Our digital pathology solutions produce results that are robust, reproducible and consistent. This brings patients faster, more reliable diagnoses and information that clinicians can quickly share and act upon.

Michael Rivers Lifecycle Leader, Roche Digital Pathology
Better patient outcomes begin with a faster and more accurate diagnosis, now possible with digitised diagnostic technology. In traditional anatomic pathology, tissue is thinly sliced, stained with specialised reagents and then analysed under a microscope by a pathologist who makes a diagnosis. Digital pathology employs a device to capture entire slide images to enable digital review of the patient case. Image analysis algorithms based on artificial intelligence provide quantitative results that support the decision of the pathologist.

Did you know?

At Roche, our commitment to the digitalisation of pathology includes substantial investments in an end-to-end digital pathology solution as well as becoming a Centre of Excellence for the development of automated analysis tools based on artificial intelligence. This includes advanced imaging and artificial intelligence tools, such as computer vision, machine learning and deep learning. This enables the rapid classification of each cell on the tissue and provides highly accurate and standardised results. This also streamlines the process of gathering vast amounts of data and empowers pathologists to reach a more comprehensive and accurate diagnosis quickly.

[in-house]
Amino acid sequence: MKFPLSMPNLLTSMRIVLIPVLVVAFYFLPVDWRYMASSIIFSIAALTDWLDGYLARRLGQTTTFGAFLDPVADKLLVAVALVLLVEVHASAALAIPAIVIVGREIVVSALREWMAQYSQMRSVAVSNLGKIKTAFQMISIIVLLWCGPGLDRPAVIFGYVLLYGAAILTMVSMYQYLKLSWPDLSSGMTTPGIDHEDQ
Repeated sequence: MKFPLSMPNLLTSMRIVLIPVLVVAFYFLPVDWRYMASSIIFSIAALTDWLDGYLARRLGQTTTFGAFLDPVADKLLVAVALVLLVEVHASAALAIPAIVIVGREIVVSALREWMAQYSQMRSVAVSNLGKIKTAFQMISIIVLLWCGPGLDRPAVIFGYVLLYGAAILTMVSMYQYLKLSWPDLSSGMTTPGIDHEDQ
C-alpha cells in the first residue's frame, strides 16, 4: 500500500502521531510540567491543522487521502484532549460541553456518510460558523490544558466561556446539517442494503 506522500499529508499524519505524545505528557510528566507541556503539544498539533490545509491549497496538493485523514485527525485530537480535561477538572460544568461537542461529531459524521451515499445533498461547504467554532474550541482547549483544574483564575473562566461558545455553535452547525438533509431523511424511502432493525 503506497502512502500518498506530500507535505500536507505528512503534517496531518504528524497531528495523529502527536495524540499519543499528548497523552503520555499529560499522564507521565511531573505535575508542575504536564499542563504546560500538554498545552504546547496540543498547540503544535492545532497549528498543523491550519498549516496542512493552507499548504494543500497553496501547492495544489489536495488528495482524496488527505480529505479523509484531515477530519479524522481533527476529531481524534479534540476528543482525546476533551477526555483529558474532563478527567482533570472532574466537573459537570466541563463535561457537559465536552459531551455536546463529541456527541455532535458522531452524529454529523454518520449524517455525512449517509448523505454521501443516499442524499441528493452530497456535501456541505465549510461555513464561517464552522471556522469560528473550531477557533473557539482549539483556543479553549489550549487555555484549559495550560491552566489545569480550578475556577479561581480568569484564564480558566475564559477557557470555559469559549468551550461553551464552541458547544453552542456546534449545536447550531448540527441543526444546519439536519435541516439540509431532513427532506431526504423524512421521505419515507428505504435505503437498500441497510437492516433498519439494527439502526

The rapid increase in data availability provides a range of opportunities to put information to work for patients. Digital pathology promises to expand the benefits of pathology to areas previously without access to these services.

Achievements in 2018

Roche offers the uPath enterprise software, a universal digital pathology software for lab administrators, histotechnicians and pathologists. This software allows for improved case management, including case sharing among colleagues to seek second opinions. More importantly, uPath enables pathologists with patient-centric case viewing for quick diagnosis and will provide a platform for a full menu of image analysis algorithms currently under development.


billion tests conducted with Diagnostics products


US FDA Breakthrough Device Designations granted for Roche tests